Here’s this waterfall that’s by volume the second largest in North America. The first time you stand at the edge of the dam there and look at it, it’s such a staggering natural resource, your jaw drops. The idea that we could turn that into a public asset where people could walk out and have the same experience that I was having there, seemed worth doing. But when I got back to the office and thought about what I’d seen out there, it also seemed like the craziest, most audacious goal we could ever have.

Here we are, three years later. We have a public easement across the riverfront; we have a strong partnership with a private developer; we have partners at the state, county and city level; we’ve secured over $10 million in funds to begin the development of a public walkway. We’ve had thousands of citizens weigh in on their aspirations there and drafted a concept master plan for the future.

Q: As you know, Metro is developing a plan that will shape our system of regional parks and natural areas for decades to come. If we are bold, what can the region achieve?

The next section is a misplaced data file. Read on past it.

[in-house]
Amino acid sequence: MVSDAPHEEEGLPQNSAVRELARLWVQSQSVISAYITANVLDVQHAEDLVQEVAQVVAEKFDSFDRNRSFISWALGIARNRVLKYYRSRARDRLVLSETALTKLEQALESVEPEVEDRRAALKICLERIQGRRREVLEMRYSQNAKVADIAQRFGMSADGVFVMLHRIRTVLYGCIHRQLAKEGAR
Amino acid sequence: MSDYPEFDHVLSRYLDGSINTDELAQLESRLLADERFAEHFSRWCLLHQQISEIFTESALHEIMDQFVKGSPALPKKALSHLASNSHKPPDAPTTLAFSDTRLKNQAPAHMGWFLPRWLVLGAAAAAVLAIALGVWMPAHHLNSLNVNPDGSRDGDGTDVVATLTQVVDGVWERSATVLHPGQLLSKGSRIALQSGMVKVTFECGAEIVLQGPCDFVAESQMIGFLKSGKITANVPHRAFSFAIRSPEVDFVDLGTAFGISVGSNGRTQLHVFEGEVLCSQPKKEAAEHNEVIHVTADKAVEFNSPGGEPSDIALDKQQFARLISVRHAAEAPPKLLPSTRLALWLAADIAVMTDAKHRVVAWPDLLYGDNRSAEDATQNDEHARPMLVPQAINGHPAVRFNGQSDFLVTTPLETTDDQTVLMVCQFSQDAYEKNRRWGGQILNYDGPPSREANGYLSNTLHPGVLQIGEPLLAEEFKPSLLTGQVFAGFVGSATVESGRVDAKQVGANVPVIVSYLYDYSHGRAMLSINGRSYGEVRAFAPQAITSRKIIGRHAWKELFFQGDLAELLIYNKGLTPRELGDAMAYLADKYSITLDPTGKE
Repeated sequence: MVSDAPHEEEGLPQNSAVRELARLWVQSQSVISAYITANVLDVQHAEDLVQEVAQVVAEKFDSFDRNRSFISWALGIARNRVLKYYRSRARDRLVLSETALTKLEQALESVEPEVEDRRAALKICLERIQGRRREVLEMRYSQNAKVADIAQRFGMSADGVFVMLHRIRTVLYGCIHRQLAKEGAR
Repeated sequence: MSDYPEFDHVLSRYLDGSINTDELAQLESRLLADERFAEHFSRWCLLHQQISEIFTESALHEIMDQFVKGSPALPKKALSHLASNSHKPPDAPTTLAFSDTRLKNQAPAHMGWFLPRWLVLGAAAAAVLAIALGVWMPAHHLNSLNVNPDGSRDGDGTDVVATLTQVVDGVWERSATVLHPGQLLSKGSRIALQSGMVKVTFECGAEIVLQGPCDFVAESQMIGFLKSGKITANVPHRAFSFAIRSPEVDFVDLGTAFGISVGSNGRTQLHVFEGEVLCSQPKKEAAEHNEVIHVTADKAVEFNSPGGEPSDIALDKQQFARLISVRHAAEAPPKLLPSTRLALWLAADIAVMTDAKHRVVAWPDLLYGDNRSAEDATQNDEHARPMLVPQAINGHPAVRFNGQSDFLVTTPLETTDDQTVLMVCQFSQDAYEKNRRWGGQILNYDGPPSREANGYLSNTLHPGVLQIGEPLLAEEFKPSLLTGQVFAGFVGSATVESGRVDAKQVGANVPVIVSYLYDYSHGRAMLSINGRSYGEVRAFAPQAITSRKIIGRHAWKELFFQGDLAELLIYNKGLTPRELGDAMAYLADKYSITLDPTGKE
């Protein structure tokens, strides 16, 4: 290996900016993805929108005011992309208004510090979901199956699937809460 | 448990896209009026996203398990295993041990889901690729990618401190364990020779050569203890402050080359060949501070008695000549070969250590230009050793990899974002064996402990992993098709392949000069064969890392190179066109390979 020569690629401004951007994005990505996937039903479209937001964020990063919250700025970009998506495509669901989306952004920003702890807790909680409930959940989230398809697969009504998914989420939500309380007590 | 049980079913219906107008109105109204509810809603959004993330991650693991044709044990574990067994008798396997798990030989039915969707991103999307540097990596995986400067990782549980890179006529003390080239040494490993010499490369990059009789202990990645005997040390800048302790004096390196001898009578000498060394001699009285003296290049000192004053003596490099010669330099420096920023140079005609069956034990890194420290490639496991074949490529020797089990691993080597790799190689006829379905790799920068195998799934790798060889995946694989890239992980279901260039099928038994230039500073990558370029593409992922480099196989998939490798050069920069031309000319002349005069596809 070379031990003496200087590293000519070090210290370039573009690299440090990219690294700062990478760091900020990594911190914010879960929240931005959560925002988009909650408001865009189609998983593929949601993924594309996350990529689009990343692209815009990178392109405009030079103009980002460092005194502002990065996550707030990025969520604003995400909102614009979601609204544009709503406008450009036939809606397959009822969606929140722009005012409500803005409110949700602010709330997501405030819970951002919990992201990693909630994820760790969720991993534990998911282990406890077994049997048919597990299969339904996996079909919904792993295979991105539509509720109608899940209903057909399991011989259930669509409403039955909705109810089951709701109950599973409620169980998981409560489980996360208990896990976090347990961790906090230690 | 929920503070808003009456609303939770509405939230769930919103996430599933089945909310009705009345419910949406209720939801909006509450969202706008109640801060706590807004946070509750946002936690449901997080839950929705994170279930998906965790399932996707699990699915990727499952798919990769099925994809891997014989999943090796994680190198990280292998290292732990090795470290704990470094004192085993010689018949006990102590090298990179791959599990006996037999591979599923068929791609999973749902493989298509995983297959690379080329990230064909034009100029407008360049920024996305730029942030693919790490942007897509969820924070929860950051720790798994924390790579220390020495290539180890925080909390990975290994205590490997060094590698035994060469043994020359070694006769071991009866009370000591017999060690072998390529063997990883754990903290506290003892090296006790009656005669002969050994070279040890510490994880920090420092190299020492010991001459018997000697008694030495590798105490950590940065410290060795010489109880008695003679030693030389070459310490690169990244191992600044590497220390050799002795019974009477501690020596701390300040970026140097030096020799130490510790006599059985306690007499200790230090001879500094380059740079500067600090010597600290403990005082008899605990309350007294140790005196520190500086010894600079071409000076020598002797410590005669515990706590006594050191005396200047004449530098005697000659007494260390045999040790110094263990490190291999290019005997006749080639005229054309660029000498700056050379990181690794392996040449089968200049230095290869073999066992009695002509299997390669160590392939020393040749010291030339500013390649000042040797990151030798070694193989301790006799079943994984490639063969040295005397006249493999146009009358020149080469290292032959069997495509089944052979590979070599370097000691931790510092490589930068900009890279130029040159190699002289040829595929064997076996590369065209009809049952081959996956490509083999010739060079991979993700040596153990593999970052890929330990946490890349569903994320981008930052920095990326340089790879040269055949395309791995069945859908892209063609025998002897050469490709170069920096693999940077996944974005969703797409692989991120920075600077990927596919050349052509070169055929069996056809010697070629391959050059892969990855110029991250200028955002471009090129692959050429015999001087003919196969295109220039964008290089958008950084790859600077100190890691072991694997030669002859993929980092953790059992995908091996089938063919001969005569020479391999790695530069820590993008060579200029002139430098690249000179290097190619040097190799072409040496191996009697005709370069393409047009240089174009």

A: We have the raw materials now in the way of 14,000 acres. Some of those might not be appropriate for public access – they’re too wet, too sensitive, too steep. But many of them could be spectacular nature parks. They don’t need a lot of bells and whistles. There are plenty of places where a simple, self-guided set of trails and maybe one bathroom and a small parking lot would allow thousands of citizens to experience and explore these places, and really convert what we’ve done from places on a map to real place-making on the ground in ways that will become really special.

There are also terrific opportunities for conservation education, community building, work parties and community-based restoration projects. Just what we’ve seen from our experience with the three parks we opened a few years ago – Cooper Mountain in Beaverton, Graham Oaks in Wilsonville, and Mount Talbert in the Sunnyside area of Clackamas County – imagine if we had seven, eight, 10 more of those. The impact it would have in the community is significant.

On top of that, we’ve got 900 miles of trail segments that are shown on the regional plan adopted as future trails but haven’t been built yet. When you begin to link these places or link them to some regional centers like downtown Beaverton or downtown Hillsboro, schools or other natural areas, then you build a world-class system.

Laura Oppenheimer Odom leads Metro’s parks and nature communications team. She worked closely with Jim Desmond, who departed Metro last month to take on a new role as director of The Nature Conservancy’s Oregon chapter.